Stack of Books

For a complete list of my publications please see my 

Publications & Research

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1. Editor, monograph: Fire Under My Feet: History, Race & Agency in African Diaspora Dance

Status: Published, Routledge, 2021.

Fire Under My Feet: History, Race & Agency in African Diaspora Dance, seeks to expose the diverse, significant, and often under-researched historical and developmental phenomena revealed by studies in the dance systems of the African Diaspora. This work showcases a blend of scholars, dance practitioners, and interdisciplinarity, and engages the relationship between African diaspora dance and the fields of history, performance studies, religion, identity and Black agency. In Fire Under My Feet, written documentation and diverse methodologies are buttressed by the experiences of those whose lives are built around the practice of African diaspora dance. Replete with original perspectives, this book makes a significant contribution to dance and African diaspora scholarship simultaneously. Most important, it highlights the work of researchers from Ecuador, India, Puerto Rico, the United States, and the United Kingdom, and it exposes under-researched and omitted voices of the African diaspora dance world of the aforesaid locations and Puerto Rico, Columbia, and Trinidad as well.

2. Monograph: History Dances: Chronicling the History of Traditional Mandinka Dance 

Status: Published, Routledge, 2018.

For more information: 

 

History Dances: Chronicling the History of Traditional Mandinka Dance, argues that a wealth of information is housed within traditional Mandinka dances. Subsequently, the dances can be used as an African derived primary source for writing African history. The book highlights the overall value of studying Mandinka dance history specifically, and African dance history generally, and it addresses the issue of scarcity with regard to primary sources for writing African history.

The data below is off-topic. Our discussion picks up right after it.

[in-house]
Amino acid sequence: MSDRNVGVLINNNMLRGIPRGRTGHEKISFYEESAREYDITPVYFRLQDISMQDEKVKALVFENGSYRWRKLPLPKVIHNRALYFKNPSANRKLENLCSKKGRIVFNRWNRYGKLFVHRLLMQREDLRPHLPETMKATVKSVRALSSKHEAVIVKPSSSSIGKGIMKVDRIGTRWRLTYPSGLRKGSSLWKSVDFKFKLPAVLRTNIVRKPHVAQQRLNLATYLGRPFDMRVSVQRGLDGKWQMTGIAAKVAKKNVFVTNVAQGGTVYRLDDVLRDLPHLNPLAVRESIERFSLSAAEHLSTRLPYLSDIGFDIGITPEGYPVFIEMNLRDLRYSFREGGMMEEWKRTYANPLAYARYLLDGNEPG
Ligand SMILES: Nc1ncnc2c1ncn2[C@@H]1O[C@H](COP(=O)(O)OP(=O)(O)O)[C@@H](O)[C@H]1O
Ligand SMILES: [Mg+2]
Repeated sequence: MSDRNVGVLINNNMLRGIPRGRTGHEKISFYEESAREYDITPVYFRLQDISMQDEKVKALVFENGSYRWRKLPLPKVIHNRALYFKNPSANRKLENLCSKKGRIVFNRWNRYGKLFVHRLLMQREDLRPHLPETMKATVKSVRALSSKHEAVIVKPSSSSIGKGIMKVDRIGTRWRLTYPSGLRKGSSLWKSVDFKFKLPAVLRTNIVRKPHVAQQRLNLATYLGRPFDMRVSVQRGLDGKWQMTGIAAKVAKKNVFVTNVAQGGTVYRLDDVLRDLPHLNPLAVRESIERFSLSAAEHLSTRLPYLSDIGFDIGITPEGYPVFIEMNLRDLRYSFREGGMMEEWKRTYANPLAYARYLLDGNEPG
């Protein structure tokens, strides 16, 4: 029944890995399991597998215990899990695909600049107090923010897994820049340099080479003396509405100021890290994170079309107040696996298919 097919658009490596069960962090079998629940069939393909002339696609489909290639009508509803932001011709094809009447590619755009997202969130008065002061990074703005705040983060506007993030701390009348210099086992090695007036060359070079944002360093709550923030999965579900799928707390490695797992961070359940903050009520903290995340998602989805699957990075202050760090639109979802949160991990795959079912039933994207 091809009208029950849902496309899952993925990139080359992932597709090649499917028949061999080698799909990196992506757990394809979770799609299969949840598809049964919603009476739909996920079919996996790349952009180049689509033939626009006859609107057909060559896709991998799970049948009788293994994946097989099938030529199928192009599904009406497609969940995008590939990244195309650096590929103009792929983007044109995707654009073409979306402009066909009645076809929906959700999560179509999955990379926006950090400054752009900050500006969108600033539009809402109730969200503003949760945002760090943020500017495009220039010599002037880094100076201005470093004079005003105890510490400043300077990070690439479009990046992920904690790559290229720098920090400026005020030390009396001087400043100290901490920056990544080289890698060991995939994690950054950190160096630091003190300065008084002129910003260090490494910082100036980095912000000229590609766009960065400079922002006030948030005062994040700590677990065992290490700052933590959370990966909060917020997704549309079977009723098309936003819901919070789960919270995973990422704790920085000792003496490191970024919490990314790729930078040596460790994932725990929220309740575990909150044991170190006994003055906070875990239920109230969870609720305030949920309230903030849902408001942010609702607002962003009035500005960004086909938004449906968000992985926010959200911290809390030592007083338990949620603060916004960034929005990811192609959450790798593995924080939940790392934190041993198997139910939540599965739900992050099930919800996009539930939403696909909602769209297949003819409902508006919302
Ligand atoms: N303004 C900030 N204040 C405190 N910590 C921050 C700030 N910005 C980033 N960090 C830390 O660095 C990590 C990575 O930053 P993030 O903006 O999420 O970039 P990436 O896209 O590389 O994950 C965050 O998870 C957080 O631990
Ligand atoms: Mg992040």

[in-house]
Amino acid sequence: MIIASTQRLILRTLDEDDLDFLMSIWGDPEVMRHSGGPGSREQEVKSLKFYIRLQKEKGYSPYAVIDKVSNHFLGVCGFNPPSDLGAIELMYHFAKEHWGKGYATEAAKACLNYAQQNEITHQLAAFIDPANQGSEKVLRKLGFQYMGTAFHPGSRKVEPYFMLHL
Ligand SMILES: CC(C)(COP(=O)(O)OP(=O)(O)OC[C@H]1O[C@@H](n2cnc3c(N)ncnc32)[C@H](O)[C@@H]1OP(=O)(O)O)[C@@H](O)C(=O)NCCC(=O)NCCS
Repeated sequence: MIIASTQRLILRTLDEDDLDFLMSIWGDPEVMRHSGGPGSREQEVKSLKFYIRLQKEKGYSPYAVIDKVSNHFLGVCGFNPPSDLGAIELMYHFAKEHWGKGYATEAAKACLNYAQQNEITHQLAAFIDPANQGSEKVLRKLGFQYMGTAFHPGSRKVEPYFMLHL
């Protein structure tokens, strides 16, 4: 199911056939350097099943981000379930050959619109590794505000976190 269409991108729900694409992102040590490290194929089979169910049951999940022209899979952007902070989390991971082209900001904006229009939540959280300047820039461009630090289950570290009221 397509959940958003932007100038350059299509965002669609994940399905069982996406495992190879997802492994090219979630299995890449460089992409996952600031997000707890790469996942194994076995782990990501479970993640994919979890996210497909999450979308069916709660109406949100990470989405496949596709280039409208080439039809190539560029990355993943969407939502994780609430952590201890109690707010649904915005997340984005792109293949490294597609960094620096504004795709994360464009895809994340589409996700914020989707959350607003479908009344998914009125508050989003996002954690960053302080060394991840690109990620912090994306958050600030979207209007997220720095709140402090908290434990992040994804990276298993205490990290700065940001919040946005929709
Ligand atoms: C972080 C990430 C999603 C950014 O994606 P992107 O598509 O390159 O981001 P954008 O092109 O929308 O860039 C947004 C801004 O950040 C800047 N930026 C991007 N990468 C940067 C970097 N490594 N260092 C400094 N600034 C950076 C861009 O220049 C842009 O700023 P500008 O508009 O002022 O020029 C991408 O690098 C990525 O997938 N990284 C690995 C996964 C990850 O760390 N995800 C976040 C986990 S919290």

History Dances is distinct from other history books because it emphasizes the academic practical utilization of an artform that is generally performed, as a methodology for constructing written narratives. The book targets undergraduate college students, but scholars in the fields of dance history, African history, performance studies, and cultural anthropology, among others, will find the book useful as well.

3. Textbook: Historical Perspectives on Dance in Africa

Status: Published, Intelligentsia Press, 2019. (For more info. click the picture)

The market is saturated with dance history books solely representing European narratives. Those dance history books that do include representations of Black dance-making, primarily only discuss a few popularly known historic Black dance artists. More alarming, African dance history is often not discussed at all. Historical Perspectives on Dance in Africa, seeks to introduce undergraduate dance history students to the history of locations in North, West, South, and Central Africa, and to the dances that influence and are impacted  on by that history.

Historical Perspectives on Dance in Africa proves to be a vital introductory text for undergraduate students with little to no experience or prior knowledge of African dance history.

4. Journal: Evoke: A Historical, Theoretical, and Cultural Analysis of Africana Dance

and Theatre.

Status: Published, Howard University's digital platform, Bepress Digital Commons, 2017.

                                                                                                    (For info. click the picture)

I founded the peer-reviewed digital journal, Evoke: A Historical, Theoretical, and Cultural Analysis of Africana Dance and Theatre, to encourage the documentation of, and rigorous discourse on Africana dance, theatre, and film. Africana is understood to mean all people of African descent on and outside of the continent of Africa.

5. Article: "It Fits Like a Glove: Women and Black Consciousness in South Africa, 1901-1989,"

Status: Published. Africalogical Perspectives: Historical and Contemporary Analysis of Race and Africana Studies, Spring Issue, 2014, pp. 77-92.